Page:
By Mike Baker, Director of VFIS Risk Control
Encouraging youth to participate in junior
member programs is an excellent way to boost
interest in emergency service organizations.
Early participation is a great recruiting
method, which often leads junior members to
continue service with the agency as an adult.
However, these programs present a unique set
of circumstances because the participants are
minors. Does your organization really know
the leaders of your Junior Member Program?
What steps have been taken to prevent the
potential for allegations against those
members involved in the program?
have developed where
adult advisors violated the
trust of their organization
and have caused injury or
harm to a minor
member(s). To help
protect the organization,
most importantly, the
program participants, it is
important to establish
written guidelines for
both adult leaders and participants, implement
safeguards for operational safety and comply with
child labor laws.
While developing a program, establish conduct
policies and procedures for both the adult
advisory personnel and junior members.
Consistent with department-wide guidelines,
develop harassment policies that are strictly
enforced and include clear definitions of what
constitutes harassment and prohibited activities.
As with all harassment policies, providing
education on how to report violations while
protecting confidentiality must be an ongoing
focus. It is also recommended that a provision for
informing the parent(s) and/or legal guardian of
any report involving their minor child becomes
part of this process.
While many organizations believe they know the
advisor(s) at the department, an inclusive criminal
background check with standards for findings
helps ensure a consistent approval/denial process
for those wishing to become advisors. Provide
guidance for advisors on the minimum and
maximum ratio of adults to juniors permitted
during activities. This may assist in minimizing
one-on-one contact between the participants and
adult leadership while also providing adequate
direction of the program. One-on-one supervision,
or even counseling of the minor, not only
increases the opportunity for improper actions but
also exposes the advisor to potential allegations of
inappropriate behavior from a troubled or
confused junior member. Where one-on-one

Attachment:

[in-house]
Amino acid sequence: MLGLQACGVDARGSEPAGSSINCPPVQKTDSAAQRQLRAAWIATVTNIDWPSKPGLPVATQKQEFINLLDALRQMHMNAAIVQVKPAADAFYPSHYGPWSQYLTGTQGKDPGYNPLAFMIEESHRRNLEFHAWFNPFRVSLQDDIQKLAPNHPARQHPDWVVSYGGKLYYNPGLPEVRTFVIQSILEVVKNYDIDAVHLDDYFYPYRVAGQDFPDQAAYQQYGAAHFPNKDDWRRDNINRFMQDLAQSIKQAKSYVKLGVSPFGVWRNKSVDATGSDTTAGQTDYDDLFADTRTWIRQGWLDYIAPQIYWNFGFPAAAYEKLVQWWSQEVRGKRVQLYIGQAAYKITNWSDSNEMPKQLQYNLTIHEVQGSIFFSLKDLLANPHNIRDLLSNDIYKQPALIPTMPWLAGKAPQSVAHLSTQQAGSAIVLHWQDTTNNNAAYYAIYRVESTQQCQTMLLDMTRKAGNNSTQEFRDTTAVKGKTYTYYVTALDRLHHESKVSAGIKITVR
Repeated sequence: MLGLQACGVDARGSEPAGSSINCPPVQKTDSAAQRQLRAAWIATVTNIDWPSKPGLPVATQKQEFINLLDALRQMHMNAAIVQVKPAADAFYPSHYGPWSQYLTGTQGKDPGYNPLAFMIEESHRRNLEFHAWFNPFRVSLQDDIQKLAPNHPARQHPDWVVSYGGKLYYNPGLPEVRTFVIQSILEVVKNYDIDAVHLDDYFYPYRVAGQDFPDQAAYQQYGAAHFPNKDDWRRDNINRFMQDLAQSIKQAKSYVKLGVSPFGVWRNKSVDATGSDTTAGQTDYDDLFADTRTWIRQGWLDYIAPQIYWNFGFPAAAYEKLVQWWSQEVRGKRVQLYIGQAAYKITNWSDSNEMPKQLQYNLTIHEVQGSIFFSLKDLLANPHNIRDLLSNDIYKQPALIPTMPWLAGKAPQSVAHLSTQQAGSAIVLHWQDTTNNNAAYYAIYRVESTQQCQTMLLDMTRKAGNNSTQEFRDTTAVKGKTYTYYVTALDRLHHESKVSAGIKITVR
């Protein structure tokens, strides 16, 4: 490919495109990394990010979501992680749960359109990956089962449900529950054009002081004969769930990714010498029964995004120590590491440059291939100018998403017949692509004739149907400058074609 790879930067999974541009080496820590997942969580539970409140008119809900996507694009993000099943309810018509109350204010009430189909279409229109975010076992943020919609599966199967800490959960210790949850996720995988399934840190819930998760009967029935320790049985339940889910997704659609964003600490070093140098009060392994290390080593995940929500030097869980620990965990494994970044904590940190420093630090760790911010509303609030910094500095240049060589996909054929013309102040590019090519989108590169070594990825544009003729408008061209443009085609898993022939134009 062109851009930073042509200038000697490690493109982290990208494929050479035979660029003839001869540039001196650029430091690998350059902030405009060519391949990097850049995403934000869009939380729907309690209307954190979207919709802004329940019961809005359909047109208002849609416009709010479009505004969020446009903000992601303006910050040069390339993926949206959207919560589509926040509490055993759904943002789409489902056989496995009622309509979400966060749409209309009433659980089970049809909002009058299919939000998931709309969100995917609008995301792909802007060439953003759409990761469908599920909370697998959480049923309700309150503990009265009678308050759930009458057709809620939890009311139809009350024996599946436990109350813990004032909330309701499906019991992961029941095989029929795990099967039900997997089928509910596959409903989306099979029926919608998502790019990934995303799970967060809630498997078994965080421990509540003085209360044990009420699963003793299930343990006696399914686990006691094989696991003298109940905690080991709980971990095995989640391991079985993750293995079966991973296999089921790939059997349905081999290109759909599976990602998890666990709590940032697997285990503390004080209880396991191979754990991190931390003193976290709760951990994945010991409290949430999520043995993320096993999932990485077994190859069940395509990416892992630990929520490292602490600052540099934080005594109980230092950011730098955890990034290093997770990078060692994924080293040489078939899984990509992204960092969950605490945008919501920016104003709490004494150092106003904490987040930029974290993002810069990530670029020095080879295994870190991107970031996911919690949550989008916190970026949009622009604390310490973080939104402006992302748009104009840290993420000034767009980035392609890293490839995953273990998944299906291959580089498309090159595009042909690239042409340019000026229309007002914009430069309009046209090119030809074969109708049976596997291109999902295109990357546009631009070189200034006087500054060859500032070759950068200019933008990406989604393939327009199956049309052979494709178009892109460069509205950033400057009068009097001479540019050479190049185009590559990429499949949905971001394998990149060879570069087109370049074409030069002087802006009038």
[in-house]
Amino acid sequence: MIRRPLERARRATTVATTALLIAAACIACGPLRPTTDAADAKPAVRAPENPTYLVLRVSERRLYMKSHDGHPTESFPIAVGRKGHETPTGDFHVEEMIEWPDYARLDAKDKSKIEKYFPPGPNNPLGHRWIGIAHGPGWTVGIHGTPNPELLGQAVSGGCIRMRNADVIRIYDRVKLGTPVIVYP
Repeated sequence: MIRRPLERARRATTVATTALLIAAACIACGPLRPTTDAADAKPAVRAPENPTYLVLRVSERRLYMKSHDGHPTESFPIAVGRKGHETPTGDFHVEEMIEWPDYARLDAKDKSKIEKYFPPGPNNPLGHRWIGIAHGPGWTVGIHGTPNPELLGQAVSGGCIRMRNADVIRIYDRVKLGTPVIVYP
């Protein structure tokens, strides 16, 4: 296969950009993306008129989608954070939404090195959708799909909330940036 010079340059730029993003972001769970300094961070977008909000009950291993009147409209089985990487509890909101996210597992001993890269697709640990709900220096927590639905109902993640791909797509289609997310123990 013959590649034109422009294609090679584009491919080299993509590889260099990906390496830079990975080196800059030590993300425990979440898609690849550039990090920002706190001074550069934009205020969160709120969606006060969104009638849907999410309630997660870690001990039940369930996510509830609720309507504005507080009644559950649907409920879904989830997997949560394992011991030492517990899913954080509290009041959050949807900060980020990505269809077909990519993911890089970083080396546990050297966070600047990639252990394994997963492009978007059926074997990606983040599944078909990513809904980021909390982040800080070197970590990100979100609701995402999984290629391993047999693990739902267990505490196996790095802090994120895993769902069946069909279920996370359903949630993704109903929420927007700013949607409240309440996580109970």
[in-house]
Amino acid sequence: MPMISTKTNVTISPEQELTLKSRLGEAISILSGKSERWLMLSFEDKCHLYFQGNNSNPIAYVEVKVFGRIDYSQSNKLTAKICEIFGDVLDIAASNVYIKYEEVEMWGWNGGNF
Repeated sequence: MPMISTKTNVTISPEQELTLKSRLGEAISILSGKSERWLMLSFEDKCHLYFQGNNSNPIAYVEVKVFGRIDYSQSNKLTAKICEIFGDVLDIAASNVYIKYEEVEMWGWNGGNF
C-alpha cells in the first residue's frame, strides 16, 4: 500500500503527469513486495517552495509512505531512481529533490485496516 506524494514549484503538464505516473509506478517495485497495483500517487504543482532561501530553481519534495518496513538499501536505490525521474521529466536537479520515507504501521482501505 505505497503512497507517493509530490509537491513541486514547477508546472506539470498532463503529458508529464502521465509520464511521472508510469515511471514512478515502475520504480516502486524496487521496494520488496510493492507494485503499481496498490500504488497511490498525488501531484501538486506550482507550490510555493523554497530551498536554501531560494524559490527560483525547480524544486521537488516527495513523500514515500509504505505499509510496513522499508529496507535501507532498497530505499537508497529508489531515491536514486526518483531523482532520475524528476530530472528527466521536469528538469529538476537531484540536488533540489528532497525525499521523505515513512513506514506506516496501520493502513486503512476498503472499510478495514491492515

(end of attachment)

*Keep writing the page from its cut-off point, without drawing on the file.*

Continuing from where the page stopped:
interactions must take place, ensure they are
completed in full view of others.
Junior membership programs offer a wide variety
of operational and non-operational activities for
participants, from fire prevention and safety
education to hands-on training camps and
fundraising events. Successful leadership includes
promoting safety first to ensure negative
occurrences do not impact the department and
members. The National Volunteer Fire Council
(NVFC) advocates junior members not participate
in operational/emergency response activities, but
encourages classroom-based learning for most
participants1. Depending on the age and ability of
the participant, some programs may offer
simulated, hands-on training in a non-emergency
situation. Regardless, supervise activities with
safety as the top priority.
Some additional requirements to consider for the program
may include set hours of participation, attendance
requirements, and minimal scholastic standards. It is
important to obtain written permission from the parent(s) or
legal guardian for participants under 18 years of age. The
permission agreement is designed to outline the expectations
of the program and contain a signed waiver of liability that
can assist in protecting organizations should someone be
injured. At the same time, encouraging parents to become
involved with training and functions for the youth may
generate additional interest for them to become active
members in some capacity.
The ages of participation for the program are up to each
department. Take into consideration state and local
regulations. The United States Department of Labor provides
direction to each state’s laws relating to employment
including minors2. Many state fire associations also have
information to assist in determining which laws apply to
volunteers of a junior firefighter program.
Most importantly, treat the junior membership like those on
an active member roster. If they gain a sense of belonging
and worth to the department’s operations, combined with an
appreciation of the leadership, it is more likely they will
remain involved with the department for a long time.
Find additional junior member program guidelines here.
1 National Volunteer Fire Council (NVFC) Junior Firefighter Program Handbook.
2 United States Department of Labor – Age Requirements